This Monday, the time had come for us to take our annual 'works outing' to London. The objective: to catch up with all our dealer friends, take in a photo exhibition and go have a nice lunch at our favourite spot - the Bafta Club on Piccadilly... We also couldn't resist taking a camera or two and capturing a few images of the day. We didn't reach the heady heights of the old-school LIFE magazine photo essays that we love (although I couldn't resist asking Josh to mock up a cover for us) but it was certainly nice to get out of the office for a day.
An early morning start found us on the station platform and the first train into London...
Josh and I had our Monochrom Leicas (mine with a type 2 35mm Summicron, Josh, with a 35mm Voigtlander 1.4 and Will and Sophie joined with their film Leicas.
Sophie is working to get the best out of her Leica II and William had his trusty M6 - with yet another of his specially adapted camera lenses: a 2.8" (71mm) T2.5 (f2.3) Cook Panchrotal Anastigmat.
I also brought one of my trusty Nikon rangefinder cameras (see last week's blog 'A Road Less Travelled' for my thoughts on these great cameras)
Sophie hit the ground running as we walked into town from London's Euston station. She had her Leica to her eye from the moment we left the train. Sophie's camera may be a collector's item but it is still a great camera to use. And the photographic joy of a big city never dims; Josh reflected that' 'some days it seems that there are images everywhere you look'.
We paused at The Camera Museum on Coptic Street (just by The British Museum.)
The museum is a pretty eccentric collection of cameras but we can't think of anywhere else where you will find such exotica as a Hasselblad 500c openly displayed on the coffee table with the legend 'Try Me' written on it with a black marker pen!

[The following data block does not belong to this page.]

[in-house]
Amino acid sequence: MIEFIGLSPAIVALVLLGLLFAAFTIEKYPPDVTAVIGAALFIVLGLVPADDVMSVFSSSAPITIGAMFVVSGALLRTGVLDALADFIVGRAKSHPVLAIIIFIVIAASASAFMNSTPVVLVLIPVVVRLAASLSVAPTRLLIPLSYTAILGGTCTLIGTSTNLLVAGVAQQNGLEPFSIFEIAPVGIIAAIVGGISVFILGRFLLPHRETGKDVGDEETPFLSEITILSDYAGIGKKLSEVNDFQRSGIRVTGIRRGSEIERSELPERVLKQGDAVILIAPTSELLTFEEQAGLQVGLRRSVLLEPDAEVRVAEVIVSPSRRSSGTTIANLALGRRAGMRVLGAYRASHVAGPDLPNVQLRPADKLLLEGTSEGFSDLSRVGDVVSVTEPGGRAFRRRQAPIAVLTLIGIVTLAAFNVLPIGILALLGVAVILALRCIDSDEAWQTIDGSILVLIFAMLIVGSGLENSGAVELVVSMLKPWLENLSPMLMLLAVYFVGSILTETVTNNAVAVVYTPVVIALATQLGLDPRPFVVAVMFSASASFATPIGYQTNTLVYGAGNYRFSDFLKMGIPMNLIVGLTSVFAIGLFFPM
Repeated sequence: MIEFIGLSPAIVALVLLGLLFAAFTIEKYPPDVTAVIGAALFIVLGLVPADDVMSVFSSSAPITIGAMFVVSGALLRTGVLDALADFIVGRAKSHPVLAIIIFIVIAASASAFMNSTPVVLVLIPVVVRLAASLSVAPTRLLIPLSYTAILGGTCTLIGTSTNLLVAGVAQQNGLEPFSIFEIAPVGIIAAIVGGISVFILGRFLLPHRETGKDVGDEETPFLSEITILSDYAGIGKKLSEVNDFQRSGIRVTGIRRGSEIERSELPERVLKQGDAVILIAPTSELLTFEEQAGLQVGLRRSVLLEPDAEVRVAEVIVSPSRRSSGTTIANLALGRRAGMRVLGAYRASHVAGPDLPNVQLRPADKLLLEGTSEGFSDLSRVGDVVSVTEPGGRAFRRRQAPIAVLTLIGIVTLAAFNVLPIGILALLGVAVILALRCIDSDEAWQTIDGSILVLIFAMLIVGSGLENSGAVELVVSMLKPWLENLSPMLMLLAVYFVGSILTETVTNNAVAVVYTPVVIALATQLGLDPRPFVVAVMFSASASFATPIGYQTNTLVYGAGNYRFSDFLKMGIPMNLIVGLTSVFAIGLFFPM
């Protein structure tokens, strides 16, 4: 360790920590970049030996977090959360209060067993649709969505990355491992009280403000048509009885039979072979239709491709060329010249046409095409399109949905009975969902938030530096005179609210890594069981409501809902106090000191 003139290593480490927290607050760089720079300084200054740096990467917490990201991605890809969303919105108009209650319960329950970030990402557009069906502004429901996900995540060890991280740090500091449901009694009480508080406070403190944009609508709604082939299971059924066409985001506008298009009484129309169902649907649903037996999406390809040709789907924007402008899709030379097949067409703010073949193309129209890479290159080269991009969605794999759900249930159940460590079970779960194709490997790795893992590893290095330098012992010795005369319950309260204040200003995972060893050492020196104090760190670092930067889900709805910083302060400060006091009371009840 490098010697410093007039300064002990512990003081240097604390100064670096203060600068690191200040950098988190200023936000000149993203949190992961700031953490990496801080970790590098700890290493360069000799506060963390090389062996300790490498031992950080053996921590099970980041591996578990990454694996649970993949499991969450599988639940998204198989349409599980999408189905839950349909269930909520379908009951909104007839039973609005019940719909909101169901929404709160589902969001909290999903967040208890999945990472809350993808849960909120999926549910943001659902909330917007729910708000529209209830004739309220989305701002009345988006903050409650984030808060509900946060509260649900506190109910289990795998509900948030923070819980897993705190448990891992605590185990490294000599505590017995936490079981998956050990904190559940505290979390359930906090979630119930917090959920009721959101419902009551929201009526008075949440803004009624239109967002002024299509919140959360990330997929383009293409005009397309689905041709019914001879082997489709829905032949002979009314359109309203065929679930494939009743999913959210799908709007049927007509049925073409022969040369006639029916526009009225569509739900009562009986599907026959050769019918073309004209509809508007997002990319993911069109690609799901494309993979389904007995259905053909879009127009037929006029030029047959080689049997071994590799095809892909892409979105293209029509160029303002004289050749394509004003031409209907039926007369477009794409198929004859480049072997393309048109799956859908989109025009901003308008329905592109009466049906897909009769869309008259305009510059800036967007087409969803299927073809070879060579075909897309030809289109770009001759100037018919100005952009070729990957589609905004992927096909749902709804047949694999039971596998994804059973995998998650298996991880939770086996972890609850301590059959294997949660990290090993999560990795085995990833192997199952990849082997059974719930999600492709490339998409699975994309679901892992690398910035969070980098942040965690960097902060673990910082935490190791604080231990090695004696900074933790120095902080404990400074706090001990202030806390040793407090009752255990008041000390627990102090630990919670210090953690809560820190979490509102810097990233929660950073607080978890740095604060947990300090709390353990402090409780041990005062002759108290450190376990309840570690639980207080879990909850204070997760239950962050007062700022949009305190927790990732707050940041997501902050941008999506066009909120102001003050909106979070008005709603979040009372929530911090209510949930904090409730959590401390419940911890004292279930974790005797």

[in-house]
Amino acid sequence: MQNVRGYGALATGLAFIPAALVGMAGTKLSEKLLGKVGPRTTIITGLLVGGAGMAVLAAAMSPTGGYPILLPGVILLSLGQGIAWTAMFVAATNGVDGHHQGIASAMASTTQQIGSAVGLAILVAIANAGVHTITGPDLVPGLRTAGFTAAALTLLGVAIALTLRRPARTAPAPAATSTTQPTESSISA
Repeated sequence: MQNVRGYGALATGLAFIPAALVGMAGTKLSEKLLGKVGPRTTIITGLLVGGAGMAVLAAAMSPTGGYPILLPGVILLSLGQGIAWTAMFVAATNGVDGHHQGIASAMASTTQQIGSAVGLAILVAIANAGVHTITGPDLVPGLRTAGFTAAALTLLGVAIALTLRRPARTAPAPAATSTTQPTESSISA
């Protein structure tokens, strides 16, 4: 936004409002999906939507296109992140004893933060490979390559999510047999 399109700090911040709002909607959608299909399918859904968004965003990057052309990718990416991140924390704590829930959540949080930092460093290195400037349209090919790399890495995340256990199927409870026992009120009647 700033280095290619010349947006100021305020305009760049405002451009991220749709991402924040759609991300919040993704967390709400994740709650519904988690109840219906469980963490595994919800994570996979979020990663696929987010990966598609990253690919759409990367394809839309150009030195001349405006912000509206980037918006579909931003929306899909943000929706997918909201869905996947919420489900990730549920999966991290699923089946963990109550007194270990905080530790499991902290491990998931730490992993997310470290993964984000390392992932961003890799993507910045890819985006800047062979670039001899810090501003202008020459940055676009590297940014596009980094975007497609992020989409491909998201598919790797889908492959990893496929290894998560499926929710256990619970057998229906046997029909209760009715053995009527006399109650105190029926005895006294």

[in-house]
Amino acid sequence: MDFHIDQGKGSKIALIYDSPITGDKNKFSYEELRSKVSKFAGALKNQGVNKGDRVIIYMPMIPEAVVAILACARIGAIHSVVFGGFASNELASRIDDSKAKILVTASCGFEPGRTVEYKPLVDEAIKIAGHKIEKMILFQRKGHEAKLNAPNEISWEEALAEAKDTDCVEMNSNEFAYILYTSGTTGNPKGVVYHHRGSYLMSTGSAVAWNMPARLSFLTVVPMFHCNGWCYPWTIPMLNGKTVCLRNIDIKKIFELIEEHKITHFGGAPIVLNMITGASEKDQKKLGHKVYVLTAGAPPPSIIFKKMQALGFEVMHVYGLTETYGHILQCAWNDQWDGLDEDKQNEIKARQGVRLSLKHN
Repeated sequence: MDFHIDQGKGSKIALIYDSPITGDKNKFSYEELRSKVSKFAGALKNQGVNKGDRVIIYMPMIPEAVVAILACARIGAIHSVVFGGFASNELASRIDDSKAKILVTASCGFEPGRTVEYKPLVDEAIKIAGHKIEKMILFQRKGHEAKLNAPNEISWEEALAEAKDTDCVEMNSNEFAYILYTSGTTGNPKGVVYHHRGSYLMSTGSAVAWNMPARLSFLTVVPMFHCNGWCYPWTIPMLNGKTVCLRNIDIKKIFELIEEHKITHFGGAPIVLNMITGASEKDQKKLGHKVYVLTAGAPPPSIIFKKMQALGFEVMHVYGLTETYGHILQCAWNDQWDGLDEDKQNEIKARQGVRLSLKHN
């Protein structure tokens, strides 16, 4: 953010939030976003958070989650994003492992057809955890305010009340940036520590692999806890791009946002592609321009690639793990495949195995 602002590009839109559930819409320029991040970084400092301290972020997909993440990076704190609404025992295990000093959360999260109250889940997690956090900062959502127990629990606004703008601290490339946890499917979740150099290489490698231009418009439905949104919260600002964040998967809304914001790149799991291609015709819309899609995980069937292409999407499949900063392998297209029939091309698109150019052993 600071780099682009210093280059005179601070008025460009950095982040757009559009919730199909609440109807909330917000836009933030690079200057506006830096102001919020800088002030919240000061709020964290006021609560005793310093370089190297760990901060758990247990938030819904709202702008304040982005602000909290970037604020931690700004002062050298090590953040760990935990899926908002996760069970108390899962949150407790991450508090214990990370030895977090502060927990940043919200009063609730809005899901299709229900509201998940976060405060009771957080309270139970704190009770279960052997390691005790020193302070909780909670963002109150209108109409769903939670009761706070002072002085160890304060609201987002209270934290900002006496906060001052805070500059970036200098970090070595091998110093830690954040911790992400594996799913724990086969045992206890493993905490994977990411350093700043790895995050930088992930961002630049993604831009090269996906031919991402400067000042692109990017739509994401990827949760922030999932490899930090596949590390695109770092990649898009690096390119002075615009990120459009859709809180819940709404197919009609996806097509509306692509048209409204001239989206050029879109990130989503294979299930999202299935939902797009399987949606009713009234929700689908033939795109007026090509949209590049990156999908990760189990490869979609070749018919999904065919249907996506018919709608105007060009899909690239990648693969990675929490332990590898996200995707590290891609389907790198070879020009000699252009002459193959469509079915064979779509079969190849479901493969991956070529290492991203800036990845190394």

The cafe is full of cameras to try - and plenty of people doing just that. But I think Sophie was not wildly impressed by the shop display dummy.
Our odyssey continued with visits to the cluster of camera shops within a stone's throw of the British Museum.
Will spotted a fascinating vintage Photax 28mm finder - which immediately found a home on his Leica M6. Finding such 'treasures' is always a treat - and we are all looking forward to hunting for some real gems at the next Camera Fair in Wolverhampton on October 1st... See: https://www.ukcamerafair.com/
The 28 finder makes a good companion to the Soviet 28mm Orion 15 we have in stock (see my TLI blog 'A Soviet Journey')
Proudly displayed in one dealer window was the vast amount of film they process. But, in talking to many of our photo dealer friends in town, the picture was not altogether a good one.
Our London trip was proof of what we have seen happening for a long time: the film photography landscape has gone through a fundamental and, we believe, permanent change: Film photography is thriving but more than ever, the business is migrating online. Keeping a retail premises is ever more of a challenge when most transactions are on a computer and not across the counter.
Let me just take you back a step for a moment.